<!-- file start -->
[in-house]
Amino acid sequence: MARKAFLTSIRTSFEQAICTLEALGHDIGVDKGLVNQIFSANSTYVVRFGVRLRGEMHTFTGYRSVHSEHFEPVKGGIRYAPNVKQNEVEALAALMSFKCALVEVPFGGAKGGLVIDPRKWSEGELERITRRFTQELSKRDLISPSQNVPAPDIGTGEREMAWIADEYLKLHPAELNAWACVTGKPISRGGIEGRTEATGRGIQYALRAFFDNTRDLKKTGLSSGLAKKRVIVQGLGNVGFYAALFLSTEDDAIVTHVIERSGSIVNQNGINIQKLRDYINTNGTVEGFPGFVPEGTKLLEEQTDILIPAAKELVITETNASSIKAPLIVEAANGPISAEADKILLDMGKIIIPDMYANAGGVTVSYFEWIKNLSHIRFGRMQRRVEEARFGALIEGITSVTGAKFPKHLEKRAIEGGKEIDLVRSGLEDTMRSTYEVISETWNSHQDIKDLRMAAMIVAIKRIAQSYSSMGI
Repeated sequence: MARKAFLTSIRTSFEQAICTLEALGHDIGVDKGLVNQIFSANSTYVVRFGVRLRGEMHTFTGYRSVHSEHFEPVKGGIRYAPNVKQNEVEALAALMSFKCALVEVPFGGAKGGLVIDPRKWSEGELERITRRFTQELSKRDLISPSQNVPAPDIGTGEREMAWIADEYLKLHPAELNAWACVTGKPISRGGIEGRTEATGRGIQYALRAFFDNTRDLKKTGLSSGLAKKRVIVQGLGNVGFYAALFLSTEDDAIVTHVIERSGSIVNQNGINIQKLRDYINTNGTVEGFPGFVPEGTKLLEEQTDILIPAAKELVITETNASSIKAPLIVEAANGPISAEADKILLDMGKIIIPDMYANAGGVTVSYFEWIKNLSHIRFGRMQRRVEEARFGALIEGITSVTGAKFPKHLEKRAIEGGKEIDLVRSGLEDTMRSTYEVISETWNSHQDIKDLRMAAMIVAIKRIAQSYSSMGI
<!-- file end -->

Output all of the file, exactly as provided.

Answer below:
[in-house]
Amino acid sequence: MARKAFLTSIRTSFEQAICTLEALGHDIGVDKGLVNQIFSANSTYVVRFGVRLRGEMHTFTGYRSVHSEHFEPVKGGIRYAPNVKQNEVEALAALMSFKCALVEVPFGGAKGGLVIDPRKWSEGELERITRRFTQELSKRDLISPSQNVPAPDIGTGEREMAWIADEYLKLHPAELNAWACVTGKPISRGGIEGRTEATGRGIQYALRAFFDNTRDLKKTGLSSGLAKKRVIVQGLGNVGFYAALFLSTEDDAIVTHVIERSGSIVNQNGINIQKLRDYINTNGTVEGFPGFVPEGTKLLEEQTDILIPAAKELVITETNASSIKAPLIVEAANGPISAEADKILLDMGKIIIPDMYANAGGVTVSYFEWIKNLSHIRFGRMQRRVEEARFGALIEGITSVTGAKFPKHLEKRAIEGGKEIDLVRSGLEDTMRSTYEVISETWNSHQDIKDLRMAAMIVAIKRIAQSYSSMGI
Repeated sequence: MARKAFLTSIRTSFEQAICTLEALGHDIGVDKGLVNQIFSANSTYVVRFGVRLRGEMHTFTGYRSVHSEHFEPVKGGIRYAPNVKQNEVEALAALMSFKCALVEVPFGGAKGGLVIDPRKWSEGELERITRRFTQELSKRDLISPSQNVPAPDIGTGEREMAWIADEYLKLHPAELNAWACVTGKPISRGGIEGRTEATGRGIQYALRAFFDNTRDLKKTGLSSGLAKKRVIVQGLGNVGFYAALFLSTEDDAIVTHVIERSGSIVNQNGINIQKLRDYINTNGTVEGFPGFVPEGTKLLEEQTDILIPAAKELVITETNASSIKAPLIVEAANGPISAEADKILLDMGKIIIPDMYANAGGVTVSYFEWIKNLSHIRFGRMQRRVEEARFGALIEGITSVTGAKFPKHLEKRAIEGGKEIDLVRSGLEDTMRSTYEVISETWNSHQDIKDLRMAAMIVAIKRIAQSYSSMGI